WHBPAC: Education, Music and More Light Up This Fall

WHBPAC
Westhampton Beach Performing Arts Center (WHBPAC)
Barbara Lassen

The theater is dark but the performing arts center is illuminated.”

That has been Westhampton Beach Performing Arts Center (WHBPAC) Executive Director Julienne Penza-Boone‘s mission statement since the beginning of the pandemic. Penza-Boone, who took the reins at WHBPAC just as COVID-19 caused a worldwide shutdown, had no time to rest on her laurels. Instead, she pivoted. “How can we keep fulfilling our mission in the face of this?” she says. Initially, WHBPAC focused on Zoom experiences and partnered with film distributors to give patrons access to screenings and livestreams, but soon realized that, with warmer weather, people weren’t necessarily interested in watching videos at home all the time.

The center held their first drive-in concert the same night as the controversial Chainsmokers benefit concert, which made national headlines for breaking the rules and not following health and safety guidelines. Penza-Boone notes that “our concert was very orderly and lovely! People were able to have their lawn chairs in front of their cars to enjoy the show.” After the Chainsmokers debacle, WHBPAC held another concert—with added restrictions—and the event drew major praise from Governor Cuomo. “The Governor shouted it out at the press conference the following Monday!” Penza-Boone recalls. “And it was so great for our audience to see live music. That’s what we’re really known for. So to be able to deliver that to people was really special for us.”

WHBPAC is also known for its successful and popular educational programs, and they’ve been able to continue offering kids that same enrichment, albeit with a few adjustments. “We were a little nervous about how the kids would respond [to masks and social distancing], so we did cut the little guys out and started the program at second grade,” says Penza-Boone. “We felt confident that the kids would be able to handle social distancing. They were so overjoyed to be here. The takeaway is that this generation of children will never take that for granted. They’ll never take being able to participate in activities for granted again. They were so well behaved, it was crazy! They recognize now that it’s a privilege.”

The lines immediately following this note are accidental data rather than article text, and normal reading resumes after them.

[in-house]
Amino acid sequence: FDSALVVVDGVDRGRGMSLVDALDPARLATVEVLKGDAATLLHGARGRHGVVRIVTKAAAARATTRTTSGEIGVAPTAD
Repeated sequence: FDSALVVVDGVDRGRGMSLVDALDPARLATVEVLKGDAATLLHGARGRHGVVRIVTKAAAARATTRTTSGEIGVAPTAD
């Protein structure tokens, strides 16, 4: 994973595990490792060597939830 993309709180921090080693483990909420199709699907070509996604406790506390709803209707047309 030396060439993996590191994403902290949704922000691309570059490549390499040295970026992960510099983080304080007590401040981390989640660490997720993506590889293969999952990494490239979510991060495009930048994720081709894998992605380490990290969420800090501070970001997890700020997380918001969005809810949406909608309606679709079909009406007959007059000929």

Still, without the usual lineup of high-profile mainstage shows, a nonprofit arts organization like WHBPAC needs to find new ways to make money. Perhaps as an ironic, tongue-in-cheek response to the cardboard cut-out audience members spotted in sports stadiums, the center has started an “False Fall Festival” fundraiser in which patrons can purchase a “ticket” and have their face occupy a seat in the theater for livestreamed shows. “It’s a concert that doesn’t exist,” Penza-Boone explains. “You can buy at our average ticket price, so there’s three levels of tickets and when you donate we’ll ask for a JPEG of you and we’ll print it out and fill the theater with those heads. As long as people can’t be sitting in our auditorium seats you can be sitting in your seat until the theater reopens. It’s a cool, off-the-wall way to raise some money.”

Penza-Boone notes that the center has also been heavily involved in the ongoing Save Our Stages campaign, an initiative from the National Independent Venue Association (NIVA) to urge the government to move forward on guidelines for reopening theaters and arts organizations. “Everyone on this staff calls the governor’s office every day. It’s mandatory,” she says. “We’re not demanding that theaters be open to 100 percent capacity but what we want is to at least have some guidelines. We’ve come up with plans on our end but we need the state to work with us and certainly as long as we’re not allowed to reopen, we’re going to need some help.”

Though the center doesn’t have a timeline for when they’ll be able to reopen, Penza-Boone is optimistic that things will get better, and points to the fact that Westhampton Beach was primed for a great year before COVID hit, with its sweeping Main Street renovations and tight-knit community. “That’s what makes this community very special,” she says. “Whether you’re a year-rounder or just here for the summer months, there is a real community fabric here. And you can’t deny that Westhampton Beach looks beautiful! It’s stunning. We know the comeback is going to be extraordinary.”

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